Microsoft has been perhaps infamously strict about what devices can run its latest Windows 11 operating system, with numerous restrictions such as needing TPM 2.0 and relatively new CPUs to qualify for Windows 11. That hasn’t stopped users with older and unsupported hardware from getting Windows 11 anyway of course, and so Microsoft appears to be testing a new way of discouraging these users: by adding a watermark onto your desktop reminding you that your machine doesn’t meet its Windows 11 system requirements.
This comes from users currently using the latest Dev Preview of Windows 11 from the Windows Insiders program. Users whose machine don’t entirely meet the Windows 11 requirements are now seeing an additional watermark on top of the regular Dev Preview watermark that states ‘System requirements not met’. This new watermark is kind of similar to the translucent watermark reminding you to Activate Windows if you have not, except less prominent. Curiously, this addition to the bottom right watermark was also not stated in the blog post for the Windows 11 build 22557.
It’s also not the first time we’ve seen Microsoft putting reminders into Windows 11 that your system requirements aren’t met. Previously, it was reported that if your machine doesn’t meet their Windows 11 system requirements, you’ll see a small note reminding you of it in the Settings app, right under the name of the PC you’re using.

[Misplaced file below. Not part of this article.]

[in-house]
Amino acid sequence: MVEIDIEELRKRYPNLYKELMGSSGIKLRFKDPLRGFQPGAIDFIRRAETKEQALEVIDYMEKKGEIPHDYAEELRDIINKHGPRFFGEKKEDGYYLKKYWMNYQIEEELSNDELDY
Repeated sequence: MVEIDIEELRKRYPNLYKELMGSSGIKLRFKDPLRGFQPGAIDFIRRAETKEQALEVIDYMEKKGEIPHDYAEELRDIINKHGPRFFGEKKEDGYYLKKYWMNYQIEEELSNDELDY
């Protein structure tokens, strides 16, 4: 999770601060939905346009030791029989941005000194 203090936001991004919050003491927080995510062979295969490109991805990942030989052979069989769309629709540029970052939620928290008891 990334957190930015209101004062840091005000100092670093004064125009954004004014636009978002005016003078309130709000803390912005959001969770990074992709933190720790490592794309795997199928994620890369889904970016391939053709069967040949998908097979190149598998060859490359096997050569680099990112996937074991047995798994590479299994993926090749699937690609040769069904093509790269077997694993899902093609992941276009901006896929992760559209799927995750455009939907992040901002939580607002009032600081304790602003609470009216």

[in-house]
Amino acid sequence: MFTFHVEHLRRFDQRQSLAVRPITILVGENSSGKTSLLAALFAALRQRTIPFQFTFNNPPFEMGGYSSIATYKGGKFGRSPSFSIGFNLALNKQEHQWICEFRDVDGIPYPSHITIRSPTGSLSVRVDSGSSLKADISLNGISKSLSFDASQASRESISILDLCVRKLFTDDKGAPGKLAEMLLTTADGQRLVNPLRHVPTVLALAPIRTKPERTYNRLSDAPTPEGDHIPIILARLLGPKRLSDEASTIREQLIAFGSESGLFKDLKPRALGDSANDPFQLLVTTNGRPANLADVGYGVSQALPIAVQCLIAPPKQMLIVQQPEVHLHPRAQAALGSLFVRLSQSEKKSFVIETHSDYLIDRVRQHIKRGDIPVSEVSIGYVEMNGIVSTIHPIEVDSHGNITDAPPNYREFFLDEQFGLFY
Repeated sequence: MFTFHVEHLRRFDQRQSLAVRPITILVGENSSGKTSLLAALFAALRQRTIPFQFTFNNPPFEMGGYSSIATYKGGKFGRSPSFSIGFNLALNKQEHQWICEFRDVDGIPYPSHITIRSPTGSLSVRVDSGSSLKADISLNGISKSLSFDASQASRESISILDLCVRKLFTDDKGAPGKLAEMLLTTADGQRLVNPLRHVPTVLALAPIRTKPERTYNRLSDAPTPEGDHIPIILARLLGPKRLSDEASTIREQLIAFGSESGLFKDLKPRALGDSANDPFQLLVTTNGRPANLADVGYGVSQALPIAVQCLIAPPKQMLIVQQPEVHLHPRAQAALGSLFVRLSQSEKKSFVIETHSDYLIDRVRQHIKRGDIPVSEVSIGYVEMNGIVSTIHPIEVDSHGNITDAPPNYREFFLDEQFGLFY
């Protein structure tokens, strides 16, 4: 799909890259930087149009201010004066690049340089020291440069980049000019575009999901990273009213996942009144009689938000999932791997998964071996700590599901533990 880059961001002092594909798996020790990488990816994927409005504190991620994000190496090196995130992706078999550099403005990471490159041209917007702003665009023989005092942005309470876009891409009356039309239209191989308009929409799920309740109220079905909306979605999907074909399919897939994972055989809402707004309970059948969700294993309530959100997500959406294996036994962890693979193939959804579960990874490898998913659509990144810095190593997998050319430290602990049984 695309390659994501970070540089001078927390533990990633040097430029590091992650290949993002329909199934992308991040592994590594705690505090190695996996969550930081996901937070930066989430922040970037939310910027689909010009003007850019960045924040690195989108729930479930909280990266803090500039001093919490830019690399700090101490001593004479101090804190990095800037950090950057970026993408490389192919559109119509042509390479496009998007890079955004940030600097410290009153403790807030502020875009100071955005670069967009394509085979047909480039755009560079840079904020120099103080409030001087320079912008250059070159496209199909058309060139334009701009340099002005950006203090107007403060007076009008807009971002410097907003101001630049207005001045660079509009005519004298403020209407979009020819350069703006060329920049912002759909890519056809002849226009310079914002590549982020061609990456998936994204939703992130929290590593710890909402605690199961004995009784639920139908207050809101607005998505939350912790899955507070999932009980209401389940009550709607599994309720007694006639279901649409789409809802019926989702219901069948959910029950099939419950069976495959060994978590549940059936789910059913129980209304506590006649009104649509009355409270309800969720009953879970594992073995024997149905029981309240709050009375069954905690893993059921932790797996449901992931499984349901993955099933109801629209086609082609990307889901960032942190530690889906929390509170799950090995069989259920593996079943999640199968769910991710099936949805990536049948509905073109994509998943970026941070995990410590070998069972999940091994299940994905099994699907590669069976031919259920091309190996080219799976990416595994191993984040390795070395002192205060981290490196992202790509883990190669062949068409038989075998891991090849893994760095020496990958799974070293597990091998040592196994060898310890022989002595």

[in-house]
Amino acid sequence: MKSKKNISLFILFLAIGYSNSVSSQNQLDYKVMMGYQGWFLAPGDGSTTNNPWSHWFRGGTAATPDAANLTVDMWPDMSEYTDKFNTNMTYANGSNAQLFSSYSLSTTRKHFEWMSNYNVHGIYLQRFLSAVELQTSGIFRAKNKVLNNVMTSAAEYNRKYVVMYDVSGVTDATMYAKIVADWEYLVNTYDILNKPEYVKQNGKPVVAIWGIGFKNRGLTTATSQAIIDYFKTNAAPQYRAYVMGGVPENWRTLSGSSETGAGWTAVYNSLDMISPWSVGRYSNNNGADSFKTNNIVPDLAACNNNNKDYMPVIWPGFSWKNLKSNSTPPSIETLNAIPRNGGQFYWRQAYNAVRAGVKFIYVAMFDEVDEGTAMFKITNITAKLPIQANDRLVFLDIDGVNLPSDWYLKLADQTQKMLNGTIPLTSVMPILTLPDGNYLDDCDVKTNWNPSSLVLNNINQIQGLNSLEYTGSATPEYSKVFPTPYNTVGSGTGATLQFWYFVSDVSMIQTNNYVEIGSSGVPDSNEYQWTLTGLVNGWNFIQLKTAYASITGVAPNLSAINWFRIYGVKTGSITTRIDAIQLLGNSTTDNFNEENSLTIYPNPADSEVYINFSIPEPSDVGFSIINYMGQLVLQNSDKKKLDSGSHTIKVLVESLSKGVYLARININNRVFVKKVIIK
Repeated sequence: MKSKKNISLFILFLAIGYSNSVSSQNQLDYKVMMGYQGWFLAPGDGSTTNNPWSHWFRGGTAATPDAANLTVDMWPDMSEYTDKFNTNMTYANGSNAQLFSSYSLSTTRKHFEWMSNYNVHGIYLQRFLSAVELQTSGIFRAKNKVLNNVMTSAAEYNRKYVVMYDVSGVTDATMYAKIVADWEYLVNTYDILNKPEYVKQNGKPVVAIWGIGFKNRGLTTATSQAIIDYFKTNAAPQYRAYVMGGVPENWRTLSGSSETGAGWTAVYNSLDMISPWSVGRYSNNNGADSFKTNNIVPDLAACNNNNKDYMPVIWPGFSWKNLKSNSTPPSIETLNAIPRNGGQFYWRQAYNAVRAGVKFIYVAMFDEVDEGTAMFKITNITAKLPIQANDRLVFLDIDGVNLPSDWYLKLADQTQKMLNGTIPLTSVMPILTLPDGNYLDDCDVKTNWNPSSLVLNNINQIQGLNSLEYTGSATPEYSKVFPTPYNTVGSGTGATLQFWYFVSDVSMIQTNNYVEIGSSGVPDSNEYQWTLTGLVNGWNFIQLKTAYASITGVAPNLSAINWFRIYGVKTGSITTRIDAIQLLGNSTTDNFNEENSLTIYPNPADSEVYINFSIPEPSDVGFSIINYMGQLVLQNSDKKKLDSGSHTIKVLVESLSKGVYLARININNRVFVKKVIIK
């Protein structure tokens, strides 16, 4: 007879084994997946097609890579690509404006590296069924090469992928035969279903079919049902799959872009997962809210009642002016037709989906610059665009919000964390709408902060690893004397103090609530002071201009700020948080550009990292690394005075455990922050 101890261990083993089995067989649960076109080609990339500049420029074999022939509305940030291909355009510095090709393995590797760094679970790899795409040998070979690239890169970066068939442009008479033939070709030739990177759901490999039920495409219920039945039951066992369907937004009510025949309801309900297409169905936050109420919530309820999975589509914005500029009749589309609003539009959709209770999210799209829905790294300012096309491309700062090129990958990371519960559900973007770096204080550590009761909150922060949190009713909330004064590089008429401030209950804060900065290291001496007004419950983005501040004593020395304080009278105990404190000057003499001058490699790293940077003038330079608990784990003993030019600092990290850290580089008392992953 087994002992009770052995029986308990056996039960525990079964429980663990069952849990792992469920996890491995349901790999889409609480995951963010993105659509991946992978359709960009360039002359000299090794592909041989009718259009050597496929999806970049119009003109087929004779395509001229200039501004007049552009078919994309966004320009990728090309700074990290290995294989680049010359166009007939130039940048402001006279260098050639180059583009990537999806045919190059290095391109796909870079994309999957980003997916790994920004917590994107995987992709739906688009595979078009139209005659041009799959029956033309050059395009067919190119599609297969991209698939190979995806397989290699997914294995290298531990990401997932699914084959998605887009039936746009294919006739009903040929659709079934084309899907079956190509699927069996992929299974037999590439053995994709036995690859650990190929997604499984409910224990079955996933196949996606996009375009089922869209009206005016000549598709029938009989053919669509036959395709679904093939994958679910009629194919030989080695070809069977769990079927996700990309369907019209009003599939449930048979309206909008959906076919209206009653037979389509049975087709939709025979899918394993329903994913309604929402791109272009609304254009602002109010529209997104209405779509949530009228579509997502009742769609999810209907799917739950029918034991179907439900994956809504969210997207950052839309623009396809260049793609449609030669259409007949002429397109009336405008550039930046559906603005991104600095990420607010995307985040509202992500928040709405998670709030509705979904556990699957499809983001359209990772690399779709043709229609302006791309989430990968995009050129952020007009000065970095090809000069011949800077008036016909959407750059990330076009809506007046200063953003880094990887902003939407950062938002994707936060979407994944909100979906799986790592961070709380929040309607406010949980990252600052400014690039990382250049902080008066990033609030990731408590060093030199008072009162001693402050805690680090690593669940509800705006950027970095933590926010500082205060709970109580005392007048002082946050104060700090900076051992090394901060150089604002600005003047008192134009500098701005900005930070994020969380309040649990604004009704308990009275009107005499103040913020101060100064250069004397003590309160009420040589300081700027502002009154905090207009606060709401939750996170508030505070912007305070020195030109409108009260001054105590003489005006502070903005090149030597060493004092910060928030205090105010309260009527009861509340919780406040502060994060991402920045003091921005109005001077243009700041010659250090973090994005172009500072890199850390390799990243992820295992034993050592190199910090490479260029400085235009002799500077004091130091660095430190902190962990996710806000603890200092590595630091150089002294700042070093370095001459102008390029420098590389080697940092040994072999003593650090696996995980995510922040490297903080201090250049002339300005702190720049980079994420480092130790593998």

There’s no word just yet if this change is final though. They did state earlier this month that they’ll be adding a bunch more experimental features into the preview versions of Windows 11 as a means of testing them, even if these new features never actually make it to the stable releases. However, judging from Microsoft’s history of using these warnings for unactivated copies of Windows 10, it may include the new watermark reminder in stable releases of Windows 11 sooner rather than later. Of course, unactivated Windows 10 users didn’t just deal with an annoying watermark, as Microsoft also removed abilities to turn on dark mode and personalise their desktop.
It’s also important to note that many desktop users who switched to Windows 11 may still end up seeing the watermark despite meeting Microsoft’s system requirements. As we highlighted previously, even if your processor is on their list of supported processors for Windows 11, if you don’t have fTPM turned on in your BIOS, you don’t meet Microsoft’s requirements. As such, you’ll want to toggle them on in your BIOS before switching to Windows 11, if not already on by default.